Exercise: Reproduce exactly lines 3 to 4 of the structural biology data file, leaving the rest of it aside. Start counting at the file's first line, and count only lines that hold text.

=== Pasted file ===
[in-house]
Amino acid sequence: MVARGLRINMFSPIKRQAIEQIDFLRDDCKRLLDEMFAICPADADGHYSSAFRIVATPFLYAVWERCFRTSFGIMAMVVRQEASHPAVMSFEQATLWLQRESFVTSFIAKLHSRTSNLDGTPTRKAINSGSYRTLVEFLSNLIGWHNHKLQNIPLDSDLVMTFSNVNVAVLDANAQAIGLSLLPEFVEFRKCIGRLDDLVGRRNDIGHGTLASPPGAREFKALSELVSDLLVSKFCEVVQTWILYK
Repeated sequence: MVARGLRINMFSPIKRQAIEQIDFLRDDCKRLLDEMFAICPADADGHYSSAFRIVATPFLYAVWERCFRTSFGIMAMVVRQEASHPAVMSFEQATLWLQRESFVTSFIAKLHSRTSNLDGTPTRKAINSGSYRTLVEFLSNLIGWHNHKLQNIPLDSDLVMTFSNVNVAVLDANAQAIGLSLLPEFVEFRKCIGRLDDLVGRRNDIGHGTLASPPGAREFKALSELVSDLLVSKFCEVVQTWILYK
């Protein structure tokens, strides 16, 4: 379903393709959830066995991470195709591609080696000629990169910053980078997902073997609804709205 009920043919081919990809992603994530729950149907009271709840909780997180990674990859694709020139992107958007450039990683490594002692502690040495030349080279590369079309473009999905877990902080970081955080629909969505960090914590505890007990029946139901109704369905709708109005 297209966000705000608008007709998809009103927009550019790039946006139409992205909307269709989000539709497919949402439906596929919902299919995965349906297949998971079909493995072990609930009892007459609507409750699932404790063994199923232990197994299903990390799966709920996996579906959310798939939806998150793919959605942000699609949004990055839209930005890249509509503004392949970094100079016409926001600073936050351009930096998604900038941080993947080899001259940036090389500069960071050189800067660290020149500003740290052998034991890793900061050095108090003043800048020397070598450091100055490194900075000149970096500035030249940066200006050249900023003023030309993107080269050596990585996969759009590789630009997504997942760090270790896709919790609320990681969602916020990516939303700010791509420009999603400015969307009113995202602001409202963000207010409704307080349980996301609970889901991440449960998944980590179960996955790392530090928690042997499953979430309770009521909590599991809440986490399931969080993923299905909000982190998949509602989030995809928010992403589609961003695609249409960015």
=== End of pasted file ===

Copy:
Repeated sequence: MVARGLRINMFSPIKRQAIEQIDFLRDDCKRLLDEMFAICPADADGHYSSAFRIVATPFLYAVWERCFRTSFGIMAMVVRQEASHPAVMSFEQATLWLQRESFVTSFIAKLHSRTSNLDGTPTRKAINSGSYRTLVEFLSNLIGWHNHKLQNIPLDSDLVMTFSNVNVAVLDANAQAIGLSLLPEFVEFRKCIGRLDDLVGRRNDIGHGTLASPPGAREFKALSELVSDLLVSKFCEVVQTWILYK
């Protein structure tokens, strides 16, 4: 379903393709959830066995991470195709591609080696000629990169910053980078997902073997609804709205 009920043919081919990809992603994530729950149907009271709840909780997180990674990859694709020139992107958007450039990683490594002692502690040495030349080279590369079309473009999905877990902080970081955080629909969505960090914590505890007990029946139901109704369905709708109005 297209966000705000608008007709998809009103927009550019790039946006139409992205909307269709989000539709497919949402439906596929919902299919995965349906297949998971079909493995072990609930009892007459609507409750699932404790063994199923232990197994299903990390799966709920996996579906959310798939939806998150793919959605942000699609949004990055839209930005890249509509503004392949970094100079016409926001600073936050351009930096998604900038941080993947080899001259940036090389500069960071050189800067660290020149500003740290052998034991890793900061050095108090003043800048020397070598450091100055490194900075000149970096500035030249940066200006050249900023003023030309993107080269050596990585996969759009590789630009997504997942760090270790896709919790609320990681969602916020990516939303700010791509420009999603400015969307009113995202602001409202963000207010409704307080349980996301609970889901991440449960998944980590179960996955790392530090928690042997499953979430309770009521909590599991809440986490399931969080993923299905909000982190998949509602989030995809928010992403589609961003695609249409960015």